I wanted to call you, but I find myself feeling... awkward when it comes to you." "'Awkward' is the word du jour, " I agreed. "So, I make you nervous?" "Not quite nervous, " he said. "Just unsettled." I wriggled my eyebrows and inched a little closer to him. "Unsettled, that's even better.
-and nobody's getting laid!" I practically shouted. "You think I don't know that?" He shifted his body beneath me, making me painfully aware of something. Two somethings, in fact, one of which was how far up my short skirt was. The other wasn't my problem. I wriggled, to shimmy my hem down, but his expression perished the thought. When Barrons looks at me like that, it rattles me. Lust, in those ancient, obsidian eyes, offers no trace of humanity. Doesn't even bother trying.
Karen Marie Moning
As I climbed up into the high old bed, the large fly in my personal ointment did the same. Had I actually told him he could get in bed with me? Well, I decided, as I wriggled down under the soft old sheets and the blanket and the comforter, if Eric had designs on me, I was just too tired to care. "Woman?" "Hmmm?" "What's your name?" "Sookie. Sookie Stackhouse." "Thank you, Sookie." "Welcome, Eric.
The newer education put stress on culture ... Saturday mornings, the young were brushed and washed, forced into blue cheviot suits, and dragged to children's concerts to learn appreciation. They wriggled, squirmed, counted the light bulbs in the ceiling, dived under seats to gather ticket stubs, stampeded out at intermissions. The weakness of their bladders was astounding.
Mum said earlier what a lovely dress you're wearing." Beryl's eyebrows wriggled like two tiny tapeworms. "This?" she said. "But I've had this for years." It was a beige dress that would have looked better on an eighty year-old. Any eighty-year-old, man or woman. "I think you've really grown into it," Valkyrie said. "I always thought it was a little shapeless." Valkyrie resisted the urge to say that was what she meant.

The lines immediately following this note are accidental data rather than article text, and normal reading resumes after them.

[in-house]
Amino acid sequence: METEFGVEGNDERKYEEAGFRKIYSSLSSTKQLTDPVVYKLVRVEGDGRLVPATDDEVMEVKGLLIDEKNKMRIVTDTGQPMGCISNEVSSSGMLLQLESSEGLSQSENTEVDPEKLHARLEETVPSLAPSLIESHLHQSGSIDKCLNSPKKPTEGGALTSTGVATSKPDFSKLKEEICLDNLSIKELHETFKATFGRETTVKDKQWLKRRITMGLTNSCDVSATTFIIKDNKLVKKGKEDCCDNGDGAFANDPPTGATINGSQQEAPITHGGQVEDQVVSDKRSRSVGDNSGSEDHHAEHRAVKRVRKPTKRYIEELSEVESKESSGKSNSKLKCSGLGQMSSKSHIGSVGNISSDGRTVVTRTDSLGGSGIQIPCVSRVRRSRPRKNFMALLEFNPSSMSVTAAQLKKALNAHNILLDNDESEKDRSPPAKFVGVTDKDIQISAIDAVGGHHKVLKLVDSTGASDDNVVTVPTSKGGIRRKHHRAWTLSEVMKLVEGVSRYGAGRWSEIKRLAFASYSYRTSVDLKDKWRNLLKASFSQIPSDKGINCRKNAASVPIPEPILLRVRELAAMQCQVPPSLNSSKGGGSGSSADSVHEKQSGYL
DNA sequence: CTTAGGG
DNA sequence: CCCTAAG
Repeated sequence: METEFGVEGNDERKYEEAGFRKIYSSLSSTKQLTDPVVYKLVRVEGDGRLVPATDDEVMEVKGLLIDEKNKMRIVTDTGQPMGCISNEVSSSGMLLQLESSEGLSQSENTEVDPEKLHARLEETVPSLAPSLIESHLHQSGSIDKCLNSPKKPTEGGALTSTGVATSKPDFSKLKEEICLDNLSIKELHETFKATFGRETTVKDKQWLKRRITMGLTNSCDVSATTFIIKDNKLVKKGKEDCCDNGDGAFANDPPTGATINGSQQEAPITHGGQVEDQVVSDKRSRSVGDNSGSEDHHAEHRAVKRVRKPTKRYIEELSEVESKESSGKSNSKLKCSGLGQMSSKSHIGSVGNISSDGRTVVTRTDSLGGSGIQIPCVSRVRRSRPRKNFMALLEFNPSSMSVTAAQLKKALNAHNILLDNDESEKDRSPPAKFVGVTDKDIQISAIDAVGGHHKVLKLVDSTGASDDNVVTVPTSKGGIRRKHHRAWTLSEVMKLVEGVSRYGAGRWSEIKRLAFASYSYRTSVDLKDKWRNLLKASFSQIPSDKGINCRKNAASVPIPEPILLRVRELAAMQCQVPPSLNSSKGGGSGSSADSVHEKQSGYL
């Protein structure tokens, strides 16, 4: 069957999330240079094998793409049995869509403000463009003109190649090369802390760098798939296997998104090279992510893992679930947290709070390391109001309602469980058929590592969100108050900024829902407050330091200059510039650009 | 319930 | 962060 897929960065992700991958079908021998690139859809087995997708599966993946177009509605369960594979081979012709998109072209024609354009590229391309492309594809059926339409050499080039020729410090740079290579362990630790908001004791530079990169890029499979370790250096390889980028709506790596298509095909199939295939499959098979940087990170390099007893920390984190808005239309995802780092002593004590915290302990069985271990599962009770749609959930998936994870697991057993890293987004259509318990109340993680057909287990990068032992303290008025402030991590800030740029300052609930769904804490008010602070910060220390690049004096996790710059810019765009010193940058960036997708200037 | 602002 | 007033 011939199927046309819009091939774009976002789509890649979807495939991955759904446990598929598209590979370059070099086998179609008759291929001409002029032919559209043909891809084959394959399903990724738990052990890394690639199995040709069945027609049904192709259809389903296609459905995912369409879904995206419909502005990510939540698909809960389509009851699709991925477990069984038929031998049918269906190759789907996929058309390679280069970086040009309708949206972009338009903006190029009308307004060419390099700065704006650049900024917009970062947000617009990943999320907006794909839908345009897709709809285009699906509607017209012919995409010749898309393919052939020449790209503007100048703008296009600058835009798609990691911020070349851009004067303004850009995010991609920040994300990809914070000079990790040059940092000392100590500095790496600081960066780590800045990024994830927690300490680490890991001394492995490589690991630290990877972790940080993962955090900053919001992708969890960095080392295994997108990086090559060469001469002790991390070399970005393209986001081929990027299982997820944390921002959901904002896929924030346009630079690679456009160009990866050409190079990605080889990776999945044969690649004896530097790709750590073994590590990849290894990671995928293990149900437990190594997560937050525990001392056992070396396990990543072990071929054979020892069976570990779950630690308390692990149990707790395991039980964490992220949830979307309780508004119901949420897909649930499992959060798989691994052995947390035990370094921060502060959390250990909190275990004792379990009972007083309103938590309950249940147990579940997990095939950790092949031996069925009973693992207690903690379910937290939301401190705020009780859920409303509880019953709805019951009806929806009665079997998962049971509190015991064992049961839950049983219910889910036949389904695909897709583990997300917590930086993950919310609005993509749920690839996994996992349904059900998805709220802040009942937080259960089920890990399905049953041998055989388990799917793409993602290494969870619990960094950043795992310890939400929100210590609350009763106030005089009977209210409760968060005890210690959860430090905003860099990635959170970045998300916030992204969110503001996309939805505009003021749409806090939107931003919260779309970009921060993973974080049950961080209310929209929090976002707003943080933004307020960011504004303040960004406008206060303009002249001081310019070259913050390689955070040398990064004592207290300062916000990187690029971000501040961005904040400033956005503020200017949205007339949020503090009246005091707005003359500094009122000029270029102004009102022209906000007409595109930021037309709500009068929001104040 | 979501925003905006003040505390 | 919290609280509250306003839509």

The Lady Amalthea beckoned, and the cat wriggled all over, like a dog, but he would not come near... She was offering her open palm to the crook-eared cat, but he stayed where he was, shivering with the desire to go to her"...[later, Molly asked the cat] "Why were you afraid to let her touch you? I saw you. You were afraid of her." "If she had touched me," he said very softly, "I would have been hers and not my own, not ever again. I wanted her to touch me but I could not let her. No cat will... The price is more than a cat can pay.
Peter S. Beagle
The Lady Amalthea beckoned, and the cat wriggled all over, like a dog, but he would not come near... She was offering her open palm to the crook-eared cat, but he stayed where he was, shivering with the desire to go to her"... [later, Molly asked the cat] "Why were you afraid to let her touch you? I saw you. You were afraid of her." "If she had touched me, " he said very softly, "I would have been hers and not my own, not ever again. I wanted her to touch me but I could not let her. No cat will... The price is more than a cat can pay.
Peter S. Beagle
That was magic, sweetest.' The witch flexed her fingers, wriggled them in front of her. 'Did she think it a wave of the hands? A slip of the tongue?' A kiss upon her skin. She could see the woman reaching out and taking her in hand, kissing each finger as though they were her possessions. Then it was gone. Charlotte blinked. The woman had not stirred. 'Not all things are so simple. I was he and he was me and I took your poison into myself, and made it his. All things join beneath the earth. I burned, then so did he. More will burn. Come hair or wool, more will burn.
Believing himself to be unseen by other bathers, he gave himself up to being alone with his body. He wriggled his toes, breathed hard through his nose, twisted his brown moustache where some drops of water still clung, and looked himself critically all over. The scrutiny seemed to satisfy him, as well as it might. I, whose only acquaintance was with bodies and minds developing, was suddenly confronted by maturity in its most undeniable form; and I wondered, what must it feel like to be him, master of those limbs which have passed beyond the need of gym and playing field, and exist for their own beauty and strength? What can they do, I thought, to be conscious of themselves?